Rib-X Pharmaceuticals has raked in $25 million in a debt financing to develop its pipeline of antibiotics for drug-resistant infections. The New Haven, CT-based biotech firm is expected this morning to reveal details of the financing and final results of a mid-stage clinical trial of its antibiotic delafloxacin.
Last time I spoke with Rib-X CEO Susan Froshauer, in September, she was on the hunt for a commercial partner to help fund further development of the firm’s lead antibiotics. The company has yet to land such a partner, but Froshauer was pleased that some previous equity backers—Warburg Pincus, ABS Ventures, Axiom Ventures, EuclidSR Partners, MedImmune Ventures, Oxford Bioscience Partners, SR One, and Vox Equity Partners—opted to support her company in the debt round. Rib-X, founded in 2001, had previously raised $123 million in equity financing.
Rib-X says that delafloxacin showed positive results in the recent mid-stage clinical trial as a treatment for certain skin and tissue infections caused by bacteria such as the infamous antibiotic-resistant strain MRSA as well as bugs resistant to quinolone antibiotics. The 150-patient study showed that delafloxacin had efficacy comparable to that of the antibiotic tigecycline (Tygacil), marketed by Madison, NJ-based drug firm Wyeth, and better tolerability than the already-approved drug, according to Rib-X.
Rib-X has developed delafloxacin to treat the same types of bugs as South San Francisco-based Theravance’s (NASDAQ:THRX) telavancin and Cambridge, MA-based Targanta Therapeutics’ (NASDAQ:TARG) oritavancin. The FDA shot down Targanta’s bid to gain approval of oritavancin in late 2008, indicating that the company didn’t have enough data, particularly on the ability of oritavancin to treat MRSA. Froshauer notes that her firm’s recent delafloxacin study was completed last year with a higher percentage of MRSA patients than the oritavancin studies. She adds that delafloxacin is available in both intravenous infusions and oral pills, which enable patients to easily continue treatment after they leave the hospital. Oritavancin and other competing antibiotics are available in IV form only.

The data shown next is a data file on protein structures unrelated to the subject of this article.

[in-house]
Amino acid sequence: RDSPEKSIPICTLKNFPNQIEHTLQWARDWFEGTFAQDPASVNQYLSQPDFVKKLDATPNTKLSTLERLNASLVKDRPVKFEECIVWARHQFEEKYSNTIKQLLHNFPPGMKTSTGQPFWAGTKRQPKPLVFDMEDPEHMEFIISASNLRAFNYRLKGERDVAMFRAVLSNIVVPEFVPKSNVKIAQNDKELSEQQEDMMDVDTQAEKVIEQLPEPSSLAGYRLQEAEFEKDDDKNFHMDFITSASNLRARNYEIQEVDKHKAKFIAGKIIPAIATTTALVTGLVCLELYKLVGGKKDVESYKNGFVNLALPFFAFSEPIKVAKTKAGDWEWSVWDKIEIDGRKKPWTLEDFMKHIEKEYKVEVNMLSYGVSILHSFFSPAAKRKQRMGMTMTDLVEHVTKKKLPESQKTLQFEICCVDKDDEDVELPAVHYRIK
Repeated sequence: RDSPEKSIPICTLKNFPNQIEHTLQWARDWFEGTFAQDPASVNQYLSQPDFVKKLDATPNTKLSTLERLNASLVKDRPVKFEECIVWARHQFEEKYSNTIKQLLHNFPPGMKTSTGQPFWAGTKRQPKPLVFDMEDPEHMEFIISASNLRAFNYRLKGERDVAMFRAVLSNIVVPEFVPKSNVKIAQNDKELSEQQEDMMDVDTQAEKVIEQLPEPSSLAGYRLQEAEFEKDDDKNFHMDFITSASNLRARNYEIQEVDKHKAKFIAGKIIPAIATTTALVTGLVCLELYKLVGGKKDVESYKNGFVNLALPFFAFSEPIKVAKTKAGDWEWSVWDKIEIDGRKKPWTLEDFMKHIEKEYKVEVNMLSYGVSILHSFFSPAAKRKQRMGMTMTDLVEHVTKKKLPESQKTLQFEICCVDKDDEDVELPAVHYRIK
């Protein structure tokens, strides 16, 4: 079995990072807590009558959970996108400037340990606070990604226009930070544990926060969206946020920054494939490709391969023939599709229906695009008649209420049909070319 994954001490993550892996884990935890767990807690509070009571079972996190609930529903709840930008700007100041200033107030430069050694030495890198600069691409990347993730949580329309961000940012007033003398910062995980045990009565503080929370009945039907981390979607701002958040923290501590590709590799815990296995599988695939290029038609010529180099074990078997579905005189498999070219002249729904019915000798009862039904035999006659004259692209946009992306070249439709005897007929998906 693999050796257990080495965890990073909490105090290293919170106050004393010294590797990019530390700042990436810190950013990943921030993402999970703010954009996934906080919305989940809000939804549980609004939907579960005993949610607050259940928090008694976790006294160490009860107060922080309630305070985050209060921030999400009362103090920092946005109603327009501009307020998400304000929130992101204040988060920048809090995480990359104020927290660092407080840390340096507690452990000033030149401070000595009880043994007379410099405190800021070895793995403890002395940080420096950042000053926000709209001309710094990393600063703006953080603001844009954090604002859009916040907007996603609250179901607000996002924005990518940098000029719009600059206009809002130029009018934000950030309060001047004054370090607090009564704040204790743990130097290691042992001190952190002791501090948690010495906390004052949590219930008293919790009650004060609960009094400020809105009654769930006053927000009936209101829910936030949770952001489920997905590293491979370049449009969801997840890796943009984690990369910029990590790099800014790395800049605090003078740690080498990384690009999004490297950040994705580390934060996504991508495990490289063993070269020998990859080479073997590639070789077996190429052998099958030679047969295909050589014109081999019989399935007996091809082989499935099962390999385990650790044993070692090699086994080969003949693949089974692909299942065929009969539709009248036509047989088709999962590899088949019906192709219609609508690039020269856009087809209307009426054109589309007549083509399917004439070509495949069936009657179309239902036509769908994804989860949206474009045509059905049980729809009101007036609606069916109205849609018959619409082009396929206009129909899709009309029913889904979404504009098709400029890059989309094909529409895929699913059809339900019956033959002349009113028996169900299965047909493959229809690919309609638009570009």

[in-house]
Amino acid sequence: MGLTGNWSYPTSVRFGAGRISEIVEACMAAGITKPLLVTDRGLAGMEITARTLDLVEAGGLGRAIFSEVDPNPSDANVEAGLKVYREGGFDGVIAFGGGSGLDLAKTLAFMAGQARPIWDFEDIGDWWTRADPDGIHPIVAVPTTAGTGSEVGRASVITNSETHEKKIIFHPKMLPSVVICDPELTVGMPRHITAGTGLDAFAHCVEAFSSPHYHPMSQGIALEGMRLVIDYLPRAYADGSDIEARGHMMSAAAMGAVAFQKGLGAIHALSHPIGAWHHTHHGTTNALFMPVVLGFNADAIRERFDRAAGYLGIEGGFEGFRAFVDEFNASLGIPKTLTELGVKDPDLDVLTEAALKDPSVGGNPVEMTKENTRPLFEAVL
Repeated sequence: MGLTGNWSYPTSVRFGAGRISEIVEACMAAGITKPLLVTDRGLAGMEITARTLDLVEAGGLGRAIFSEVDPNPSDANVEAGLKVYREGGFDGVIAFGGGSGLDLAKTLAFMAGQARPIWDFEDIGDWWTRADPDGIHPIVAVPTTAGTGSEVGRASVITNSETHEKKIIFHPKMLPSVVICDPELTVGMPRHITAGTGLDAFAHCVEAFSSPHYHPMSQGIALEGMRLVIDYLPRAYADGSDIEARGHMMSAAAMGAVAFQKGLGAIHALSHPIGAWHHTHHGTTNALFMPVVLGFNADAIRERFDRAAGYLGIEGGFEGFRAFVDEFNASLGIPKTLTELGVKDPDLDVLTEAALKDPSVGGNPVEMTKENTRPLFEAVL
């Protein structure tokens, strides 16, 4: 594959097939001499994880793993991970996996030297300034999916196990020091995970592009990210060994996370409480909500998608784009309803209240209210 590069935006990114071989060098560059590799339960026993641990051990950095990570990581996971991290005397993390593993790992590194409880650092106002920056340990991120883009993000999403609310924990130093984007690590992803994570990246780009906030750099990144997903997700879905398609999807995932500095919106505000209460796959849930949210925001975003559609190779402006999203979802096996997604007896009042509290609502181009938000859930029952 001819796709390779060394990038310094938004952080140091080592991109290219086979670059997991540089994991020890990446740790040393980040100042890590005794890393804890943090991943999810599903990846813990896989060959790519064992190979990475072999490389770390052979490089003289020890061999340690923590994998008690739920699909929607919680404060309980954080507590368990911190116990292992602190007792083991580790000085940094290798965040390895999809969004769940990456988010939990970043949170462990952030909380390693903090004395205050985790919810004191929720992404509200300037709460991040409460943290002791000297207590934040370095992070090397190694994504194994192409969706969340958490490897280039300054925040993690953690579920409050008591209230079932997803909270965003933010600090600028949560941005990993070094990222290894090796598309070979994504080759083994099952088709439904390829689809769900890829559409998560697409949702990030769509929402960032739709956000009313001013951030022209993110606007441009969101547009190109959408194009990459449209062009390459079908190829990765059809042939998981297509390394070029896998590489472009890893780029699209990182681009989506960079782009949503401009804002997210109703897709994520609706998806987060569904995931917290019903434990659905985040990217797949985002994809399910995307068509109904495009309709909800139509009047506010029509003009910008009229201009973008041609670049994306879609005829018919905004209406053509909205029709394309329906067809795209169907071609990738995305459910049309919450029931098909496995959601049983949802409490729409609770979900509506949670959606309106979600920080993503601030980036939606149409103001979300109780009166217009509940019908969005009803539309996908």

“We think of course that we’re in really good shape because we can look to those experiences and have a lot of take-home messages [from the FDA],” Froshauer says.
Still, Rib-X is considering additional uses of delafloxacin. Froshauer says that the company may decide to develop the antibiotic as a prophylactic treatment given to patients before surgeries to prevent infections. But the company is going to let its hoped-for development partner to weigh in on whether to develop delafloxacin for pre-surgical prophylaxis, she says, adding that its partner would also impact the design and timing of its next clinical trial of the drug.
Rib-X—which has a pipeline of other antibiotics discovered internally—licensed delafloxacin in 2006 from Japanese drug-maker Wakunaga Pharmaceutical Company. Froshauer says that health-care products giant Abbott Laboratories had previously developed delafloxacin in pill form for bronchitis and pneumonia, but opted to drop the program after two successful trials due to a change in strategy at the Abbott Park, IL-based firm. Rib-X developed the IV form of the antibiotic.
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